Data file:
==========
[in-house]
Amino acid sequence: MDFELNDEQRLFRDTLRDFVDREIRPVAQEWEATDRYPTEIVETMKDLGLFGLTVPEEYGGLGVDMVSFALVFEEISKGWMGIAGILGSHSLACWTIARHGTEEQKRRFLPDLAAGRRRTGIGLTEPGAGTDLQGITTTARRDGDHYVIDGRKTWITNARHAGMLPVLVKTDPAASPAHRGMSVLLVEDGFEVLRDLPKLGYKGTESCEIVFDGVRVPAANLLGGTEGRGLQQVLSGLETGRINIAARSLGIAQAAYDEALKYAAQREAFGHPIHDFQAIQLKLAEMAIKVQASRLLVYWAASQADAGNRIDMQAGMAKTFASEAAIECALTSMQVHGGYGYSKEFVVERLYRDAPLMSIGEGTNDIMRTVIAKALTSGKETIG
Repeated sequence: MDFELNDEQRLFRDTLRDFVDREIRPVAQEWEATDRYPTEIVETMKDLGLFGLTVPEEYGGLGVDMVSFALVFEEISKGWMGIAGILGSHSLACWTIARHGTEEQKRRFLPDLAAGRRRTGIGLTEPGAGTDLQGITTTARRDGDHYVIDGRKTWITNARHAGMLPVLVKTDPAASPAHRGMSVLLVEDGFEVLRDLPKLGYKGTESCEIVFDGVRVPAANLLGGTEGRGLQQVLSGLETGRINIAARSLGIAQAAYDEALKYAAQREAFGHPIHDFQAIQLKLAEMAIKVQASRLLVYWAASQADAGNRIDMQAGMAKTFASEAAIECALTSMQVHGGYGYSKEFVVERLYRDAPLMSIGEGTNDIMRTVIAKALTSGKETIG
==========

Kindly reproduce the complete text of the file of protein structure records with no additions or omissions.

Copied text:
[in-house]
Amino acid sequence: MDFELNDEQRLFRDTLRDFVDREIRPVAQEWEATDRYPTEIVETMKDLGLFGLTVPEEYGGLGVDMVSFALVFEEISKGWMGIAGILGSHSLACWTIARHGTEEQKRRFLPDLAAGRRRTGIGLTEPGAGTDLQGITTTARRDGDHYVIDGRKTWITNARHAGMLPVLVKTDPAASPAHRGMSVLLVEDGFEVLRDLPKLGYKGTESCEIVFDGVRVPAANLLGGTEGRGLQQVLSGLETGRINIAARSLGIAQAAYDEALKYAAQREAFGHPIHDFQAIQLKLAEMAIKVQASRLLVYWAASQADAGNRIDMQAGMAKTFASEAAIECALTSMQVHGGYGYSKEFVVERLYRDAPLMSIGEGTNDIMRTVIAKALTSGKETIG
Repeated sequence: MDFELNDEQRLFRDTLRDFVDREIRPVAQEWEATDRYPTEIVETMKDLGLFGLTVPEEYGGLGVDMVSFALVFEEISKGWMGIAGILGSHSLACWTIARHGTEEQKRRFLPDLAAGRRRTGIGLTEPGAGTDLQGITTTARRDGDHYVIDGRKTWITNARHAGMLPVLVKTDPAASPAHRGMSVLLVEDGFEVLRDLPKLGYKGTESCEIVFDGVRVPAANLLGGTEGRGLQQVLSGLETGRINIAARSLGIAQAAYDEALKYAAQREAFGHPIHDFQAIQLKLAEMAIKVQASRLLVYWAASQADAGNRIDMQAGMAKTFASEAAIECALTSMQVHGGYGYSKEFVVERLYRDAPLMSIGEGTNDIMRTVIAKALTSGKETIG